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NIHHIS News

GHHIN hosts webinar on Dialogues on Heat in the City and in the Workplace
Margaret Orr
/ Categories: NIHHIS, CPO NIHHIS Event, News

GHHIN hosts webinar on Dialogues on Heat in the City and in the Workplace

On July 28th and 29th, the Global Heat Health Information Network (GHHIN) hosted discussions on the urgent challenges of extreme heat in urban areas and in occupational settings. The discussions were moderated by Thomson Reuters reporters, and featured experts from government, academia, and industry.

The Heat in the City dialogue showcased urban innovations in heat health. Speakers presented the state of the practice of increasing resilience to extreme heat in cities across the world, from their diverse perspectives of governance, planning, design, and vulnerable populations. This was followed by a facilitated panel discussion, with opportunities for audience engagement.

The Heat in the Workplace dialogue focused on recent developments in occupational heat health. Speakers gave short presentations on the state of the science, new research outcomes into often overlooked worker populations, and practical interventions into occupational heat health in Europe, Central America and Vietnam. This was  followed by a facilitated panel discussion, with opportunities for audience engagement.

The thematic areas of urban and occupational health were identified during the First Global Forum on Heat and Health, which took place in Hong Kong in 2019. These dialogues were being held in lieu of the planned Second Global Forum on Heat and Health, which was to take place in Copenhagen. The Second Global Forum will take place in the summer of 2021.

The Global Heat Health Information Network (GHHIN) is a forum that brings together researchers and practitioners from around the world who focus on reducing the health risks of extreme heat. It was developed to integrate with and scale up the U.S. National Integrated Heat Health Information System (NIHHIS), led by NOAA’s Climate Program Office and the Centers for Disease Control and Prevention, through a shared framework for organizing outstanding research needs and actions.

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Building on the results of community heat mapping efforts 26 July 2019

Building on the results of community heat mapping efforts

Following successful completion of an urban heat mapping campaign in Portland, Oregon in 2016, the map produced through the community effort was used in a study on effective ways to cool the city's urban areas. The study, requested by the City of Portland, shows the substantial cooling effect of planting trees and vegetation in urban areas.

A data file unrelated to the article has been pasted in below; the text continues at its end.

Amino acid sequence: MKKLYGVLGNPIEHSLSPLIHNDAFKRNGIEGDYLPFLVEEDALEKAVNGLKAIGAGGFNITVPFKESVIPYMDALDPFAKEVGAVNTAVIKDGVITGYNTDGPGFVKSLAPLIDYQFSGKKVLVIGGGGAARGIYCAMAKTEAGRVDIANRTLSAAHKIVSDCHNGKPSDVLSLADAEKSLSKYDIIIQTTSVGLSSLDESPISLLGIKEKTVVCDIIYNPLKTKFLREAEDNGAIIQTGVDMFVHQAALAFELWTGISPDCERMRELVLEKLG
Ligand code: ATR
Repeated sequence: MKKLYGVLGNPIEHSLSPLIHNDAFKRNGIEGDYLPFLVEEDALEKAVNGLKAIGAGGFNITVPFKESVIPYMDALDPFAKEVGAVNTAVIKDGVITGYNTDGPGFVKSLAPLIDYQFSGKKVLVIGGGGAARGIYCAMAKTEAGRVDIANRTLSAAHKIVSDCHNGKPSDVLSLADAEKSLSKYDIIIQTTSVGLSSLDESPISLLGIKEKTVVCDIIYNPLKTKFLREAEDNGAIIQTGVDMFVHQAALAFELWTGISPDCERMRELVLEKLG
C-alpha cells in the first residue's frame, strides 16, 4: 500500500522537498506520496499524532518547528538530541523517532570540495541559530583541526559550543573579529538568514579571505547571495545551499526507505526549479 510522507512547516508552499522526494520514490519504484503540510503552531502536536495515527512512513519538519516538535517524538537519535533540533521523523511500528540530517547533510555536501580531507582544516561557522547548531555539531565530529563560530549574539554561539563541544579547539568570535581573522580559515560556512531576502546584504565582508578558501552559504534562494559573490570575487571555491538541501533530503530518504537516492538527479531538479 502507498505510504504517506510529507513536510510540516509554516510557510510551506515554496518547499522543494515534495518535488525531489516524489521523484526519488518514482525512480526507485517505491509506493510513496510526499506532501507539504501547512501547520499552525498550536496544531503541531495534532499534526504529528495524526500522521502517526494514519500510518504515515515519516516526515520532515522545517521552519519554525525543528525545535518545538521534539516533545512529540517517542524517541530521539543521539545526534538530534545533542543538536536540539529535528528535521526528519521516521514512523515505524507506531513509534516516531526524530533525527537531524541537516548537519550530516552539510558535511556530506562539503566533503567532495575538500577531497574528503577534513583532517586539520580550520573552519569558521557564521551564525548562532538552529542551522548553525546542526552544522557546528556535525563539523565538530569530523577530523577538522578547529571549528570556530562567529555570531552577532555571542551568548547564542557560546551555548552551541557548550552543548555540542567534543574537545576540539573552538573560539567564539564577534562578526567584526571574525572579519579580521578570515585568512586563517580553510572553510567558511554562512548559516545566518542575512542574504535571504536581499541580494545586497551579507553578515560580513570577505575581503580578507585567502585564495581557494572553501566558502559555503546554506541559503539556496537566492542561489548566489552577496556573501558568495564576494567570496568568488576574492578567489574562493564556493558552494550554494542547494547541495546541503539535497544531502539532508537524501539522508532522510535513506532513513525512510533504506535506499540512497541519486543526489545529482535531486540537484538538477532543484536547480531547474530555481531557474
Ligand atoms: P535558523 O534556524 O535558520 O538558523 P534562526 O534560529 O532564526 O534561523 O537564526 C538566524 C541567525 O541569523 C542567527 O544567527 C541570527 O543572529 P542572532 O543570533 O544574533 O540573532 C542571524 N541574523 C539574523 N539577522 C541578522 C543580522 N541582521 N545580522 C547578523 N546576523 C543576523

Citizen scientists take to the streets to map the hottest places in ten U.S. cities 24 July 2019

Citizen scientists take to the streets to map the hottest places in ten U.S. cities

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National Geographic highlights NOAA-funded Urban Heat Island project with 2019 campaign set to kick off Saturday 24 July 2019

National Geographic highlights NOAA-funded Urban Heat Island project with 2019 campaign set to kick off Saturday

Developing an Early Warning System to Prevent Heat Illness

As three cities gear up to map urban heat islands on Saturday, this week National Geographic shared an article highlighting the NOAA-funded 2018 summer mapping campaign to help address extreme heat. The article includes the project’s map of Washington, DC, in August 2018 where temperatures spanned almost 17 degrees between the hottest and coolest areas of the city.

RCCC Heatwave Guide for Cities 24 July 2019

RCCC Heatwave Guide for Cities

This guide is intended to help city governments understand the heat risks they face, develop an early-warning system, work with partners to consolidate action plans, and adapt urban-planning practices.

Citizen Scientists Take to the Streets to Map the Hottest Places in Ten U.S. Cities 24 July 2019

Citizen Scientists Take to the Streets to Map the Hottest Places in Ten U.S. Cities

Citizen scientists will take to the streets during the hottest days this summer to map hot spots in ten different U.S. cities. The campaign is part of a NOAA-funded project to map places where buildings, asphalt, and other parts of urban environments can amplify high temperatures, putting people at heightened risk of heat illness during extreme heat events.

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NIHHIS is an integrated information system that builds understanding of the problem of extreme heat, defines demand for climate services that enhance societal resilience, develops science-based products and services from a sustained climate science research program, and improves capacity, communication, and societal understanding of the problem in order to reduce morbidity and mortality due to extreme heat.  NIHHIS is a jointly developed system by the Centers for Disease Control and Prevention (CDC) and the National Oceanic and Atmospheric Administration.

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